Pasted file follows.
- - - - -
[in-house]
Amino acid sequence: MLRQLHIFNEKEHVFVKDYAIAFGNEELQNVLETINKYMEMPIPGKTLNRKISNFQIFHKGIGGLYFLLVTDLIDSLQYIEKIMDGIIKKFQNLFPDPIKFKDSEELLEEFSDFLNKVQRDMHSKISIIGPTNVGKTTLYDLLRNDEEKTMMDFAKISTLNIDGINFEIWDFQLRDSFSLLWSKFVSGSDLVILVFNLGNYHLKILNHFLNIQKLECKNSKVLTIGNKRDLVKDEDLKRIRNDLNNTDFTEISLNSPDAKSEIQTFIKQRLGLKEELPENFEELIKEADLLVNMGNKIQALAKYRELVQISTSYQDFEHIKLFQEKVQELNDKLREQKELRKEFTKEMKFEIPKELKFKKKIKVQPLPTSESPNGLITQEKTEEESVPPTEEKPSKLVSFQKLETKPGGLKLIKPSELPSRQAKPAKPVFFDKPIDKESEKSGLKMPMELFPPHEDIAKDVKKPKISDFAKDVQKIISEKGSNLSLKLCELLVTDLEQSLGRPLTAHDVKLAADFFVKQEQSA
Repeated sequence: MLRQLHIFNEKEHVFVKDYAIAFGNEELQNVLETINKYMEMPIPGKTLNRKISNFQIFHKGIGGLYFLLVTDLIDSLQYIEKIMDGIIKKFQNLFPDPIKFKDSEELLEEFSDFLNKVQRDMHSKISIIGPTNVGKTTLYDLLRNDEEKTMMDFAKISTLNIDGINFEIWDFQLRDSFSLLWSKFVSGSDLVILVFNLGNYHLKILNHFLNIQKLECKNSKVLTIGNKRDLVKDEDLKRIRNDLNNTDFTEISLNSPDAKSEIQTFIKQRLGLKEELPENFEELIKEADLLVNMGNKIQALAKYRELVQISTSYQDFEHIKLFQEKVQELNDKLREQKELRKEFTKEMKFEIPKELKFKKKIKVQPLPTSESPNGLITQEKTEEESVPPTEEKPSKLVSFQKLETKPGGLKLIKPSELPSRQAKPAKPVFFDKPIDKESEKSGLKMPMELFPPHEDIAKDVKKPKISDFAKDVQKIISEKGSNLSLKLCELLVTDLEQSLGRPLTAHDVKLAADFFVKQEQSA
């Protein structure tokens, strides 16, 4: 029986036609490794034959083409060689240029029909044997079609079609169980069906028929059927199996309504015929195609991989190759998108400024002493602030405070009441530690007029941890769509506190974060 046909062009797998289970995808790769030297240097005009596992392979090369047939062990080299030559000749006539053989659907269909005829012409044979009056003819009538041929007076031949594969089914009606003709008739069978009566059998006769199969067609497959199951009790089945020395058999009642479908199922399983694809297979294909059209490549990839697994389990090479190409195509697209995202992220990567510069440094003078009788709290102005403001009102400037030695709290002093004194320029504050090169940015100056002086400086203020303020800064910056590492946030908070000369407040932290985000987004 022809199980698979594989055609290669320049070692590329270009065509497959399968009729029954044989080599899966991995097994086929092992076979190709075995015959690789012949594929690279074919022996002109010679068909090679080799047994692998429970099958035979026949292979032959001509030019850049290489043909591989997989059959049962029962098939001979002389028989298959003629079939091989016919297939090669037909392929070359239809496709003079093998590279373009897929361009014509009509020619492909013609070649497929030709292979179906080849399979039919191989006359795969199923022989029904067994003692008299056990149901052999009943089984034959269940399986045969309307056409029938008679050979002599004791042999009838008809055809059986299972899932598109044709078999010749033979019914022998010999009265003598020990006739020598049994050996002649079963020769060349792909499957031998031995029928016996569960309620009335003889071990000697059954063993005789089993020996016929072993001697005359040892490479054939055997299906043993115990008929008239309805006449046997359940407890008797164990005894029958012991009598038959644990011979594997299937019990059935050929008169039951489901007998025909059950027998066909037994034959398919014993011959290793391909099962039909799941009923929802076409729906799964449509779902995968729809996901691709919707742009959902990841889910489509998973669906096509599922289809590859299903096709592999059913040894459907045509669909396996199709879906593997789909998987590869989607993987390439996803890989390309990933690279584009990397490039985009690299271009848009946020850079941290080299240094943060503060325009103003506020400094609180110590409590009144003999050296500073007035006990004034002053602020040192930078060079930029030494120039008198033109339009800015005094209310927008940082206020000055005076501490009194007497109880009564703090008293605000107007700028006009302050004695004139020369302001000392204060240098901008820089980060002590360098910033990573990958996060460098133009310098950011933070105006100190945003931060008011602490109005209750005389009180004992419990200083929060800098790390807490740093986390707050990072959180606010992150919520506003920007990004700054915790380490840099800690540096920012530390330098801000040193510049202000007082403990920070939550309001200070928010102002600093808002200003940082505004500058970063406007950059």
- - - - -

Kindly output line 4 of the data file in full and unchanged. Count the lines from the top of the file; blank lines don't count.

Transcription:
């Protein structure tokens, strides 16, 4: 029986036609490794034959083409060689240029029909044997079609079609169980069906028929059927199996309504015929195609991989190759998108400024002493602030405070009441530690007029941890769509506190974060 046909062009797998289970995808790769030297240097005009596992392979090369047939062990080299030559000749006539053989659907269909005829012409044979009056003819009538041929007076031949594969089914009606003709008739069978009566059998006769199969067609497959199951009790089945020395058999009642479908199922399983694809297979294909059209490549990839697994389990090479190409195509697209995202992220990567510069440094003078009788709290102005403001009102400037030695709290002093004194320029504050090169940015100056002086400086203020303020800064910056590492946030908070000369407040932290985000987004 022809199980698979594989055609290669320049070692590329270009065509497959399968009729029954044989080599899966991995097994086929092992076979190709075995015959690789012949594929690279074919022996002109010679068909090679080799047994692998429970099958035979026949292979032959001509030019850049290489043909591989997989059959049962029962098939001979002389028989298959003629079939091989016919297939090669037909392929070359239809496709003079093998590279373009897929361009014509009509020619492909013609070649497929030709292979179906080849399979039919191989006359795969199923022989029904067994003692008299056990149901052999009943089984034959269940399986045969309307056409029938008679050979002599004791042999009838008809055809059986299972899932598109044709078999010749033979019914022998010999009265003598020990006739020598049994050996002649079963020769060349792909499957031998031995029928016996569960309620009335003889071990000697059954063993005789089993020996016929072993001697005359040892490479054939055997299906043993115990008929008239309805006449046997359940407890008797164990005894029958012991009598038959644990011979594997299937019990059935050929008169039951489901007998025909059950027998066909037994034959398919014993011959290793391909099962039909799941009923929802076409729906799964449509779902995968729809996901691709919707742009959902990841889910489509998973669906096509599922289809590859299903096709592999059913040894459907045509669909396996199709879906593997789909998987590869989607993987390439996803890989390309990933690279584009990397490039985009690299271009848009946020850079941290080299240094943060503060325009103003506020400094609180110590409590009144003999050296500073007035006990004034002053602020040192930078060079930029030494120039008198033109339009800015005094209310927008940082206020000055005076501490009194007497109880009564703090008293605000107007700028006009302050004695004139020369302001000392204060240098901008820089980060002590360098910033990573990958996060460098133009310098950011933070105006100190945003931060008011602490109005209750005389009180004992419990200083929060800098790390807490740093986390707050990072959180606010992150919520506003920007990004700054915790380490840099800690540096920012530390330098801000040193510049202000007082403990920070939550309001200070928010102002600093808002200003940082505004500058970063406007950059």